Underneath the concrete bridge where we stood, we were sheltered from the pouring rain. My hair was a mess, a slimy mix of water and styling wax. I ran my fingers through my fringe, sending it arcing upwards before it collapsed, forming a cocoon-like structure. The chilling wind was incessant, chilling our soaked bodies to the core. Taking a seat on the roadside curb, I pat the space beside me with my palm as an inviting gesture. Obliging, my partner laid a plastic bag carefully onto the damp stone before taking a seat. What a clean freak – I guess that explains why we’re kindred spirits.

Neither of us pulled out our cellphones, nor did we exchange derogatory jokes. No, we had the simplest of conversations, sharing with one another how our lives have been since the last time we met. And boy, what a conversation it was. Excuse my inability to find a more apt description of my feelings then, but I felt warm despite the unfriendly weather. When you are in the presence of someone whom you feel genuinely cares about you, there’s a certain warmth that emanates from them. You can spend an eternity basking in their radiant light, and you’ll love every second of it.

Make no mistake, I’m a big fan of humor, conversations with me are typically loaded with jokes and satire. There is nothing that makes me happier than bringing a smile to someone’s face, too much of it though, can be exhausting. NASA’s rocket landings, the prettiest girl in school, plans for tomorrow’s lunch, topics like these are commonplace. Meaningful conversations like the one I mentioned above? They are few and far between. After all, not every friend is one you can share everything with, and vice-versa.

I define a true friend as one you can bare your true self to, your flaws, insecurities, problems, failures, all without the fear of judgement. Whilst scouring the internet for quotes in hope of a brilliant idea for a blog post, I came across this.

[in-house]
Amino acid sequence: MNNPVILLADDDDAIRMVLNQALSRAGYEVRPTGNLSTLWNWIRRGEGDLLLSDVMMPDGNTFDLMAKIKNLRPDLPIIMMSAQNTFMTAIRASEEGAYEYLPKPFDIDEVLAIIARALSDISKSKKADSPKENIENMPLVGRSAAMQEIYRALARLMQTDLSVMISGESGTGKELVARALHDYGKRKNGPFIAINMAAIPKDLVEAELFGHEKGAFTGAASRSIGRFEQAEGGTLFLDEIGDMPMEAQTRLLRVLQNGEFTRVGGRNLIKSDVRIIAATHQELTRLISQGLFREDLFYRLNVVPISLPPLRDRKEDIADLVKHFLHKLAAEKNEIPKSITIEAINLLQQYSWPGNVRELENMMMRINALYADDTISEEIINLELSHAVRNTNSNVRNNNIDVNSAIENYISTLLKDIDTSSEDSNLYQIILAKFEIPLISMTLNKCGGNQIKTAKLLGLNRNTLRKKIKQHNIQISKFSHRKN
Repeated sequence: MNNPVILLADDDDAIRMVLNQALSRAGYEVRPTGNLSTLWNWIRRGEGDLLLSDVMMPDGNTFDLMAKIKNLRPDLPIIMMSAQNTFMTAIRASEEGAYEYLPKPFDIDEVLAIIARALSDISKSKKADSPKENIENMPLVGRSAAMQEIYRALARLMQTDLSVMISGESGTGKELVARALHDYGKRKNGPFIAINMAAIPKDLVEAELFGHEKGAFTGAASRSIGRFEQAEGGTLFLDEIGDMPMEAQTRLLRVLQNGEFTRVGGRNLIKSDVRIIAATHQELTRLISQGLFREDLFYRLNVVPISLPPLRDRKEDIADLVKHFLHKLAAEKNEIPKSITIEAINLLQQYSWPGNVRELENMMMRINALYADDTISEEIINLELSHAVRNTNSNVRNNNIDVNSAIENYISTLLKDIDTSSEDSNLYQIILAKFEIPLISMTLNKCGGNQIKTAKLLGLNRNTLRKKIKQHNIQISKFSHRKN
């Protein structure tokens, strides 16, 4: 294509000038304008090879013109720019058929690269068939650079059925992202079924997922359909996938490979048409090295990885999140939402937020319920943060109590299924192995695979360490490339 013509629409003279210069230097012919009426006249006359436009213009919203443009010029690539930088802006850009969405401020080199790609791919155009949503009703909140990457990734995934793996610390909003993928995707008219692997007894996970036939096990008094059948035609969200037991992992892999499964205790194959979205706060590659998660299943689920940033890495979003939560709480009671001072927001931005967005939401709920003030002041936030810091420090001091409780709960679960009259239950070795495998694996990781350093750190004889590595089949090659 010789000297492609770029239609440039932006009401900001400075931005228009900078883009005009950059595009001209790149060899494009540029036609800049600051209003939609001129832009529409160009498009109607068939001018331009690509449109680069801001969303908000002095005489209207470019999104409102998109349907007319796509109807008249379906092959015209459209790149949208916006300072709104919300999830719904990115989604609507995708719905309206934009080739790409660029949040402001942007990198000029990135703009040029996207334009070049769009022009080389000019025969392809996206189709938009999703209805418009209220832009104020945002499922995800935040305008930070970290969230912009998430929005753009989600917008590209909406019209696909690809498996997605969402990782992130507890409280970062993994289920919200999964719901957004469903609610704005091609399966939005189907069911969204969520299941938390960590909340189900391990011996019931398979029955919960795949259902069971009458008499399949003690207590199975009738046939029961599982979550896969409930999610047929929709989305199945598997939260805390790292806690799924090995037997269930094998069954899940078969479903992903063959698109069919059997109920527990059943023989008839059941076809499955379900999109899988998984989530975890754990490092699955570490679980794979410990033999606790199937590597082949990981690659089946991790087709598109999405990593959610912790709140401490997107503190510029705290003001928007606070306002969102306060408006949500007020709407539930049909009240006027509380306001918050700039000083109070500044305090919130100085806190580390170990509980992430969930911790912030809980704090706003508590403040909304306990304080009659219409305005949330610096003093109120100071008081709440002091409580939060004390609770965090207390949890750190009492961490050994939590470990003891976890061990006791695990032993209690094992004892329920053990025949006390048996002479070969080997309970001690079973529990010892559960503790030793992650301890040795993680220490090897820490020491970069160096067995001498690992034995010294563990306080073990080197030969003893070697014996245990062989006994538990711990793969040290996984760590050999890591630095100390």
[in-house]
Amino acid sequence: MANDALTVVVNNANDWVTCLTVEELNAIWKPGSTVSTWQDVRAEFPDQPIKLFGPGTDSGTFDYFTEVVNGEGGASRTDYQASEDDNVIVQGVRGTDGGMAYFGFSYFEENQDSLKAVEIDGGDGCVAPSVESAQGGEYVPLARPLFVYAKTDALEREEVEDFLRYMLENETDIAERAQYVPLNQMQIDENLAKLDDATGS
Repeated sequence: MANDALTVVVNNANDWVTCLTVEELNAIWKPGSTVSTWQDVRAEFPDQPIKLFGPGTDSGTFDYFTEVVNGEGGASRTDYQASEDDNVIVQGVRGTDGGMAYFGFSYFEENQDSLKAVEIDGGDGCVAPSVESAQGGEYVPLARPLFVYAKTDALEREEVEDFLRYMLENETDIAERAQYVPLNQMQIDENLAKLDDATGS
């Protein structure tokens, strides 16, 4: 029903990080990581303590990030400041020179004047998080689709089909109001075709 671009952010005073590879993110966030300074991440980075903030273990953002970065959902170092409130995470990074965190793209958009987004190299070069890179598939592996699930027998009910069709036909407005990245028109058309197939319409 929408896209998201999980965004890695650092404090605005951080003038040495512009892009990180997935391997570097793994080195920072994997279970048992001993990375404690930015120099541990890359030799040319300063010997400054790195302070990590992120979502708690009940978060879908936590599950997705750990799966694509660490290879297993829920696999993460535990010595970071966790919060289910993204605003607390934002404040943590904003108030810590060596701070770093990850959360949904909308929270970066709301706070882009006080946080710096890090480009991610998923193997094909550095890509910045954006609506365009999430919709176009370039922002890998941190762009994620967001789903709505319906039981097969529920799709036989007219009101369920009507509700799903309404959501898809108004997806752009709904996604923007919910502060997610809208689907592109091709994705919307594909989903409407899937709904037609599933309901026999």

“You cannot truly love the person you are afraid to lose.”

My first reaction was to forcibly expel air from my nostrils. Hmph. What utter nonsense, I thought. Pardon the cliché, but that night as I lay in bed, it struck me how true this was. Raw honesty is needed for a true friendship, however uncomfortable it might be. How many friends do you have that tell you without hesitation that you’re being selfish, or arrogant? How many friends do you have that you can share your most personal problems with? If you’re afraid of losing someone, you wouldn’t be overly harsh with your criticisms of them, nor would you expose your less-than-perfect side to them. The fear of saying something that would end the relationship, it keeps you from attaining the ultimate level of friendship. In short, you might have fun with them, but it wouldn’t, and never will be, a transparent friendship. Burying secrets and discontent might buy time, but there’s only so much you can bury before they break the surface and reveal themselves.

I apologise for the lower quality of writing this time, but I needed to get this off my chest. My thoughts may be disorganised, but I hope you get the gist of it and appreciate the informality of it all. Words are sacred, and some of them are worth more than others. Those of lower value, like humor and idle talk, might bring laughter. Priceless words of care and concern, for example, bring much more with them. Choose wisely, for the value of your words hinges on your decisions. And the repercussions? You alone shall bear. The question is simple, what do you want to be remembered as? A true, trustworthy friend? Or maybe your wish is simply to be a harbinger of good times and nothing more.


Sources: Jamie Varon